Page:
ADHD coaches are also often very expensive. This is largely because parents – many who have disposable incomes – are convinced their children have ADHD and are willing to send a ridiculous sum on coaches so maybe their kids can do well in school and make it to an Ivy League. And it happens – kids with ADHD, taught the right strategies and put in the right educational environments—can do very well academically. So maybe it’s worth it for parents who have the money.

However, these big-spending parents inflate the cost of help. I wrote to quite a number of ADHD coaches online (many of who do their coaching via Skype so location is not an issue) and one literally responded to me that “if cost was a concern” I would be better off talking to someone else because she charges more than others due to her “years of experience.” When I responded to ask exactly what that meant she didn’t respond. I assume she was in line with another organization I talked with where ADHD-specialist psychologists and psychiatrists charge anywhere from $300 to $500 per session.

The woman who I found is not cheap but she’s not ridiculous. I understand that coaches do this for a living and thus their expertise is worth a reasonable rate. The more standard fees I found were in the $150-$200 per hour range. Some coaches refused interactions between meetings while others – who clearly understand how ADHD works – note that they allow emails throughout the week as long as they don’t get excessive.

I’m meeting with my ADHD coach for my first 90-minute session. She already sent me an intake form and an anxiety/depression questionnaire which I had a strange kind of fun filling out (man, I am SO ADHD.) I am not sure exactly what to expect from this project but my primary goal is to learn how to be better at time management and organization… and ultimately not lose my job (or boyfriend.)

The plan is to invest in the $250 intro session and then three months of $390 worth of sessions (3 45 minute sessions.) We’ll work intensively on very tactical strategies while I’m sure discussing options (not included in cost) to resolve my problems further through the use of medication ($$$.) I’m going to try to solve them with coaching and willpower alone, but if shit starts to hit the fan I’m going to head back to a psychiatrist and see what they think would help this crazy little mind of mine.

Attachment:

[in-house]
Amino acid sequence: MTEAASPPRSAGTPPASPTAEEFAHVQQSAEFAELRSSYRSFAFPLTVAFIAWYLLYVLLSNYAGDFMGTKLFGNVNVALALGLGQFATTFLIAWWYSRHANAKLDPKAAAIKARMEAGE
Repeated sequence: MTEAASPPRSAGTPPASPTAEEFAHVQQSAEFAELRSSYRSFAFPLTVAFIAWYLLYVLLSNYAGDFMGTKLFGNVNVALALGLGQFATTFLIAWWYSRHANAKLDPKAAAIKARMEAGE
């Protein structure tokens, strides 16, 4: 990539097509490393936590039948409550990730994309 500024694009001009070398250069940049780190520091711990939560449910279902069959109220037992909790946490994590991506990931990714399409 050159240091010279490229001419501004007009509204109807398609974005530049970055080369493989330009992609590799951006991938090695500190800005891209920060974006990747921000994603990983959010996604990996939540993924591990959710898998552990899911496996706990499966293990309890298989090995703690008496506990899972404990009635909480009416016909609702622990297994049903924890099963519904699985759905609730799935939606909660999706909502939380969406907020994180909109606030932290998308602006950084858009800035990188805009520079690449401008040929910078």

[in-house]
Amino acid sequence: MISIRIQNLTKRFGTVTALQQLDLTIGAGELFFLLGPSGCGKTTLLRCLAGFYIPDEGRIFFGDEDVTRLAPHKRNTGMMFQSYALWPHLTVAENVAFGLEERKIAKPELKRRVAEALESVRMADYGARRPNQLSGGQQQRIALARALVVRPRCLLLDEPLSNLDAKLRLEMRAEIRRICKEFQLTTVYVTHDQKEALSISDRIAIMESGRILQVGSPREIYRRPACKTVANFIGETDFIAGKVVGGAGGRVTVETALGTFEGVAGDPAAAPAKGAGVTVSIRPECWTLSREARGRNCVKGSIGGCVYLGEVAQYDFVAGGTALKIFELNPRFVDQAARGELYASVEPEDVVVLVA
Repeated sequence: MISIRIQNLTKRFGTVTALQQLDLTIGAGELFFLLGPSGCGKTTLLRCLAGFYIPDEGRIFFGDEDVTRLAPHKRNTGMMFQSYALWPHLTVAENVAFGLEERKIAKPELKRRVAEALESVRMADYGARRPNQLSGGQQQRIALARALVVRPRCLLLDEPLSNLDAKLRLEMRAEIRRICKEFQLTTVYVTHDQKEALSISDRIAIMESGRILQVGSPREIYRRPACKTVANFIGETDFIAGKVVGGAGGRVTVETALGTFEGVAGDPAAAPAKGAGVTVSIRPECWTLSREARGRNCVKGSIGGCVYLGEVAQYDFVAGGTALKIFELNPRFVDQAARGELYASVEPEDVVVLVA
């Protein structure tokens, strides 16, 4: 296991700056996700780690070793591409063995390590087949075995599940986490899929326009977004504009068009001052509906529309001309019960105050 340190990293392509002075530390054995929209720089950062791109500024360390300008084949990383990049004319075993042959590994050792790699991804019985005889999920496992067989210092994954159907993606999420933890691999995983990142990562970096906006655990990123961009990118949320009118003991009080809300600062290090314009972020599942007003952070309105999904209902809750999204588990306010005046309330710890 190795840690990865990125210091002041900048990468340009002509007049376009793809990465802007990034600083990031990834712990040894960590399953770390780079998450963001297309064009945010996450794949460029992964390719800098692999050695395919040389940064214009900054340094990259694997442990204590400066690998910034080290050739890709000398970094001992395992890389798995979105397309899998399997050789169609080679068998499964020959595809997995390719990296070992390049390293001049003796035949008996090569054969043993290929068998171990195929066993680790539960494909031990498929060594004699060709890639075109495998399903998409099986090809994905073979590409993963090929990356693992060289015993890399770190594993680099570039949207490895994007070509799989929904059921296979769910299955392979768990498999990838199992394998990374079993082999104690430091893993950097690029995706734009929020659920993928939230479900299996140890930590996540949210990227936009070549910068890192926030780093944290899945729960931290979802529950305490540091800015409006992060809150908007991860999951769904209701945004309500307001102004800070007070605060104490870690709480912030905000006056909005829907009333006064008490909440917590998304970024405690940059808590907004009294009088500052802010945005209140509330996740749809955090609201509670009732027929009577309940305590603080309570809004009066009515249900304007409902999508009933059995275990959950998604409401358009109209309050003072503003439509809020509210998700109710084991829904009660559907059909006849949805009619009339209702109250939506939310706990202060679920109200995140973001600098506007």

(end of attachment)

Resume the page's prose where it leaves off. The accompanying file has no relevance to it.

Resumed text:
That is, it seems to be I have Bipolar II co-morbidly sharing the space of dysfunction with a solid case of ADHD and a touch of anxiety to top it off. Mental illness is real even though I’m the first person to try to avoid labeling my issues as being anything more than just some personal crazy. Yet at 30 I have a pretty good view of my life thus far and these are the reasons for what is going on in my head and heart.

I’m not self-diagnosing either, I’ve been officially diagnosed with these issues (as well as others) but these three seem to make the most sense. I’m going to be entirely open with my coach about this too – and I already have been (bipolar/depression/anxiety are often found co-morbidly with ADHD, so this isn’t going to throw her for a loop at all.) I’d really like to make significant progress and fast. It is certainly worth $400 a month to remain gainfully employed and highly productive. At least for the short term until hopefully at some point I can sustain such “normal functioning adult” baseline on my own.

 

Financially Planning for Parenthood

Given that I’m going to be an older mother — turning 31 next month and not married yet let alone pregnant — I’ve done a bit of spreadsheeting around how I can afford to have a child. This puts me a little more at ease given that I can live frugally while earning a reasonably high income, save a lot, and put myself in a much better position to have children.